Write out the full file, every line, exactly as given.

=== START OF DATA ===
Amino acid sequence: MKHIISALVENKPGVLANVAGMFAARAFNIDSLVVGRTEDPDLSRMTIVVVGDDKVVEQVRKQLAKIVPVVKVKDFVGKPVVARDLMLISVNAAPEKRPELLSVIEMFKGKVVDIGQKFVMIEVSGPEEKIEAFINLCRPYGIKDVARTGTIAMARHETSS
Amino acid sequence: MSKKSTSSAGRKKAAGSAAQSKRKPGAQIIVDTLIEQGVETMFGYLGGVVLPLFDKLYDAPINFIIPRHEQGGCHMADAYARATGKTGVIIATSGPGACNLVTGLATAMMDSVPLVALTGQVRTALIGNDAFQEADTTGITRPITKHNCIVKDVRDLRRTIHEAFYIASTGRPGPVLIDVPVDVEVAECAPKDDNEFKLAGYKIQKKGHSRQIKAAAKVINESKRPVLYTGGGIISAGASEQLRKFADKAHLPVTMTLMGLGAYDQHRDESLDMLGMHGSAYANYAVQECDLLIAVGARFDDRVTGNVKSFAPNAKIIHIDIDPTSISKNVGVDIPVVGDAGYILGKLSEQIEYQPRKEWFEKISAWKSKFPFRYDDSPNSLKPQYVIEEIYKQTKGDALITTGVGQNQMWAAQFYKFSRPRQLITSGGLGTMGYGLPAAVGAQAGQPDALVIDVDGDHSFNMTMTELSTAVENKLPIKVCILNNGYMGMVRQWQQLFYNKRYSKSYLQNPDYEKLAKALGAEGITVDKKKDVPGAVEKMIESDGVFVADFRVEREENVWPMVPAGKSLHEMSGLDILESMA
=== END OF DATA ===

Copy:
Amino acid sequence: MKHIISALVENKPGVLANVAGMFAARAFNIDSLVVGRTEDPDLSRMTIVVVGDDKVVEQVRKQLAKIVPVVKVKDFVGKPVVARDLMLISVNAAPEKRPELLSVIEMFKGKVVDIGQKFVMIEVSGPEEKIEAFINLCRPYGIKDVARTGTIAMARHETSS
Amino acid sequence: MSKKSTSSAGRKKAAGSAAQSKRKPGAQIIVDTLIEQGVETMFGYLGGVVLPLFDKLYDAPINFIIPRHEQGGCHMADAYARATGKTGVIIATSGPGACNLVTGLATAMMDSVPLVALTGQVRTALIGNDAFQEADTTGITRPITKHNCIVKDVRDLRRTIHEAFYIASTGRPGPVLIDVPVDVEVAECAPKDDNEFKLAGYKIQKKGHSRQIKAAAKVINESKRPVLYTGGGIISAGASEQLRKFADKAHLPVTMTLMGLGAYDQHRDESLDMLGMHGSAYANYAVQECDLLIAVGARFDDRVTGNVKSFAPNAKIIHIDIDPTSISKNVGVDIPVVGDAGYILGKLSEQIEYQPRKEWFEKISAWKSKFPFRYDDSPNSLKPQYVIEEIYKQTKGDALITTGVGQNQMWAAQFYKFSRPRQLITSGGLGTMGYGLPAAVGAQAGQPDALVIDVDGDHSFNMTMTELSTAVENKLPIKVCILNNGYMGMVRQWQQLFYNKRYSKSYLQNPDYEKLAKALGAEGITVDKKKDVPGAVEKMIESDGVFVADFRVEREENVWPMVPAGKSLHEMSGLDILESMA